Lydia Abigail Clay

1873–1961 (Age 88)
Fayetteville, Washington, Arkansas, United States

The Life of Lydia Abigail

When Lydia Abigail Clay was born on 10 November 1873, in Fayetteville, Washington, Arkansas, United States, her father, John Crawford Clay, was 24 and her mother, Nancy Catherine Swagerty, was 21. She married John Rowan Irwin on 18 December 1886, in Nez Perce, Idaho Territory, United States. They were the parents of at least 3 sons and 7 daughters. She lived in Nyssa, Malheur, Oregon, United States in 1930 and Ontario Election Precinct 1, Malheur, Oregon, United States in 1940. She died on 10 November 1961, in Ontario, Malheur, Oregon, United States, at the age of 88, and was buried in Nyssa, Malheur, Oregon, United States.

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Family Time Line

Lydia Abigail Clay
1873–1961
John Rowan Irwin
1855–1923
Marriage: 18 December 1886
Sylvia Irwin
1889–1970
Marion Alfred Irwin
1903–1977
Carlotta R. Irwin
1915–1991
Golda Charlotte Irwin
1893–1972
Bessie Irwin
1895–1937
Benjamin Crawford Irwin
1899–1988
Mary Ellen Irwin
1904–1994
Juanita June Irwin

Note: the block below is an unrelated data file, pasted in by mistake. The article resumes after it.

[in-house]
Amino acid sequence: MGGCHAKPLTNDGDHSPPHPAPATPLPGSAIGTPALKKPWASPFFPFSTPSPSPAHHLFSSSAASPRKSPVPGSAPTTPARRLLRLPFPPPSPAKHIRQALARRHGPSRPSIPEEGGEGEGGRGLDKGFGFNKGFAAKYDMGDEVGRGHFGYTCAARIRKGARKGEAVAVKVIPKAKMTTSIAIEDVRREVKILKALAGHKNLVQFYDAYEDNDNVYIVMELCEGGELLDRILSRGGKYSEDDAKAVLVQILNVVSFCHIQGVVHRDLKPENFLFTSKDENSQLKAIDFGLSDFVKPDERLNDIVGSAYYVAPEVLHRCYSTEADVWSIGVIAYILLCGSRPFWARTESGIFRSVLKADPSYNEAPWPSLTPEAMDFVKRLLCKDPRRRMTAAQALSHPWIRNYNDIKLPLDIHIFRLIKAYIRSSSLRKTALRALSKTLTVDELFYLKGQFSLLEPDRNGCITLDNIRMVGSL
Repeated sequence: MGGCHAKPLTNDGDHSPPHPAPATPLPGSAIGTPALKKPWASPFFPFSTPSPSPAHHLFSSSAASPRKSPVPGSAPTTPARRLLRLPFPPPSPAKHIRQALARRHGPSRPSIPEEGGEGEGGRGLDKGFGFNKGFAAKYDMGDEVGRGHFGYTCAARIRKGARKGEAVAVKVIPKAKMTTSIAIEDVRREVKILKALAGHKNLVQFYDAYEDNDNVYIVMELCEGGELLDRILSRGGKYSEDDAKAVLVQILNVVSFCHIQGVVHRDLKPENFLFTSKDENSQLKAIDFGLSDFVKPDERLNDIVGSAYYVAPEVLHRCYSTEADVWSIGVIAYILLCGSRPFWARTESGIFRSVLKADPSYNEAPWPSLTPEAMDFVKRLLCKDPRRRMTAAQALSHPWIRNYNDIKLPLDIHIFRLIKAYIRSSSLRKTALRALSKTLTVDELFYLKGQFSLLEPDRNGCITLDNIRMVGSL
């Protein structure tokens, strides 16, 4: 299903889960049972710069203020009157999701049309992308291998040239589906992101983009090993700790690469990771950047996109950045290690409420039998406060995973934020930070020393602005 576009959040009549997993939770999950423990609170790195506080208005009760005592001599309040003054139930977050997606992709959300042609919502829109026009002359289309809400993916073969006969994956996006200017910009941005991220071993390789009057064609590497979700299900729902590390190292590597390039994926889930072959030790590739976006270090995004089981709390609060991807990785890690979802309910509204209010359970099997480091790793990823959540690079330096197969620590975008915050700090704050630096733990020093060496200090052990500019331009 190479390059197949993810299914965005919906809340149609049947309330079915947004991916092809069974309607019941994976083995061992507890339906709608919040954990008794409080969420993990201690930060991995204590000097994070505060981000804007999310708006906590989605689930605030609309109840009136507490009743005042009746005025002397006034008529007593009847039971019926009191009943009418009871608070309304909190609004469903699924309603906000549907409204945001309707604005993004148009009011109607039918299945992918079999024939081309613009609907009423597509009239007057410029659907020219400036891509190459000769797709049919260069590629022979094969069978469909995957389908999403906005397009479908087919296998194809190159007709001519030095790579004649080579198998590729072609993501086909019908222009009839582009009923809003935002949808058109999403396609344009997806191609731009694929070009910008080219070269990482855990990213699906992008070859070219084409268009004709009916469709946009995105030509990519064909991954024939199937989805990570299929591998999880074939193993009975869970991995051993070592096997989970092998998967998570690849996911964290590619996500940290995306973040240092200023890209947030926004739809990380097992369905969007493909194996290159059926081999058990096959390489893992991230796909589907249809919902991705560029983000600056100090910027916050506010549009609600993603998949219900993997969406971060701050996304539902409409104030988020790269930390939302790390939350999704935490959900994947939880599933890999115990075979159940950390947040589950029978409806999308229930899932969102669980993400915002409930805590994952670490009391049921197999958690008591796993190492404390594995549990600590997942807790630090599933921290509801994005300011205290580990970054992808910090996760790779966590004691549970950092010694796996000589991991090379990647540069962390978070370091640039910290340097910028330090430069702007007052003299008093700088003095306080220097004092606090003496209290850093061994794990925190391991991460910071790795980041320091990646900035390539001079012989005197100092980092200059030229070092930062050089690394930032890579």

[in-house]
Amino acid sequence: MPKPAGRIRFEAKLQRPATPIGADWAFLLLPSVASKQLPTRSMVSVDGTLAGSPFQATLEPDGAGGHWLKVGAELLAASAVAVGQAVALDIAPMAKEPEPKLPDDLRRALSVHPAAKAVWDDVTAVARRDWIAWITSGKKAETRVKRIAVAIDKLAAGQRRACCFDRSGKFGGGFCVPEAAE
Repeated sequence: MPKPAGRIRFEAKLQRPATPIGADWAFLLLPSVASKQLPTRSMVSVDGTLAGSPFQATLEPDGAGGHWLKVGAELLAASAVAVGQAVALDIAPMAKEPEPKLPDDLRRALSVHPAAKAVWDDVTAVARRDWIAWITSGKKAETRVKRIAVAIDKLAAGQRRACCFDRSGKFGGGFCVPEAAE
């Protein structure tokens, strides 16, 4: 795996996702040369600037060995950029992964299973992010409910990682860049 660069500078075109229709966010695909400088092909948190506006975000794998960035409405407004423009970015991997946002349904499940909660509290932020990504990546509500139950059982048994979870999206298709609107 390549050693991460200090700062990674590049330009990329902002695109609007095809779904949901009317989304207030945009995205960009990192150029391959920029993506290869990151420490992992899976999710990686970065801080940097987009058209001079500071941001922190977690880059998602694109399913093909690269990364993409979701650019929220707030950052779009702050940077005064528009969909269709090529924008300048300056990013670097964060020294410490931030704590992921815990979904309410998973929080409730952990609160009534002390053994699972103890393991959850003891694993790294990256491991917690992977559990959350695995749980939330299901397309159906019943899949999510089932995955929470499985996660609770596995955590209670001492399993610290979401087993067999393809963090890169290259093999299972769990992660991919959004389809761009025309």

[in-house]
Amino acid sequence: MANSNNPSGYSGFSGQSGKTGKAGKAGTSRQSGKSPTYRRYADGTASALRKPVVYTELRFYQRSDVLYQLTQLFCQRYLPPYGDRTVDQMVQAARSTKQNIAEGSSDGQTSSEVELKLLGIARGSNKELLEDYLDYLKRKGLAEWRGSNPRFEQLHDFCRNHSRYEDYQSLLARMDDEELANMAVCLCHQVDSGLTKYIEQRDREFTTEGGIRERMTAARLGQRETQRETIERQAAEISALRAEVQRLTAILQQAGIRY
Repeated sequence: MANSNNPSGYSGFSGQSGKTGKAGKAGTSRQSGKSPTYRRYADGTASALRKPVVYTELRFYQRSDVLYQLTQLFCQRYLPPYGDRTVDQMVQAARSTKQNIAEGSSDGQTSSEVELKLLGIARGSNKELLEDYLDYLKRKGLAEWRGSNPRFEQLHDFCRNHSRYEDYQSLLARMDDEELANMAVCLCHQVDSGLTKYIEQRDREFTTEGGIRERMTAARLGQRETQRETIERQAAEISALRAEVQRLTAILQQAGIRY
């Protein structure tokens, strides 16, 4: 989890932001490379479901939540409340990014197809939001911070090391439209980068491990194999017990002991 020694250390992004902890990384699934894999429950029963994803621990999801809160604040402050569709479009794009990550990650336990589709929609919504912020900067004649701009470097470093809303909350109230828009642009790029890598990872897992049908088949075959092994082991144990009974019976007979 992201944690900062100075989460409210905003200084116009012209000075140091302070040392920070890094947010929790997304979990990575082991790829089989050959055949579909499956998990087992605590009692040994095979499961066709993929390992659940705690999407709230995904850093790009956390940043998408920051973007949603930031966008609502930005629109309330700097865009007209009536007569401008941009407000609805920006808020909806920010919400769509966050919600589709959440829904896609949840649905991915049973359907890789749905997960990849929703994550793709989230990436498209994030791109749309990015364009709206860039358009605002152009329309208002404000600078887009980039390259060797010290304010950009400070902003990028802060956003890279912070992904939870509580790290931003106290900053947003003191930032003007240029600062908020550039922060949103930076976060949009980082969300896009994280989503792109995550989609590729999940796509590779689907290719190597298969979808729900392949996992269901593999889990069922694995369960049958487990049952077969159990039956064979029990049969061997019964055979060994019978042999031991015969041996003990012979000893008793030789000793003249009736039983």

1907–1996
Lulu Enid Irwin
1909–1983
Carlton Gene Irwin
1914–1951

Spouse & Children

  • Female1873–1961Female

  • John Rowan Irwin

    Male1855–1923Male

MARRIAGE
18 December 1886
Nez Perce, Idaho Territory, United States
children

(10)

+5 More Children

Parents & Siblings

siblings

(7)

+2 More Children

World Events (8)

1875 · A Treaty with Hawaii

Age 2

In the Mid 1870s, The United States sought out the Kingdom of Hawaii to make a free trade agreement. The Treaty gave the Hawaiians access to the United States agricultural markets and it gave the United States a part of land which later became Pearl Harbor.
1889

Age 16

Historical Boundaries - 1889: Malheur, Oregon, United States
1896 · Plessy vs. Ferguson

Age 23

A landmark decision of the U.S. Supreme Court upholding the constitutionality of racial segregation laws for public facilities if the segregated facilities were equal in quality. It's widely regarded as one of the worst decisions in U.S. Supreme Court history.

Name Meaning

1 English: from Old English clǣg ‘clay’, applied as a topographic name for someone who lived in an area of clay soil or as a metonymic occupational name for a worker in a clay pit ( see Clayman ).2 Americanized spelling of German Klee .

Possible Related Names

Dictionary of American Family Names © Patrick Hanks 2003, 2006.

Sources (3)

  • Lydia Irwin, "United States Census, 1940"
  • Liddy Irwin in household of Charles C Clay, "United States Census, 1900"
  • Lydia A Irwin, "United States Census, 1930"

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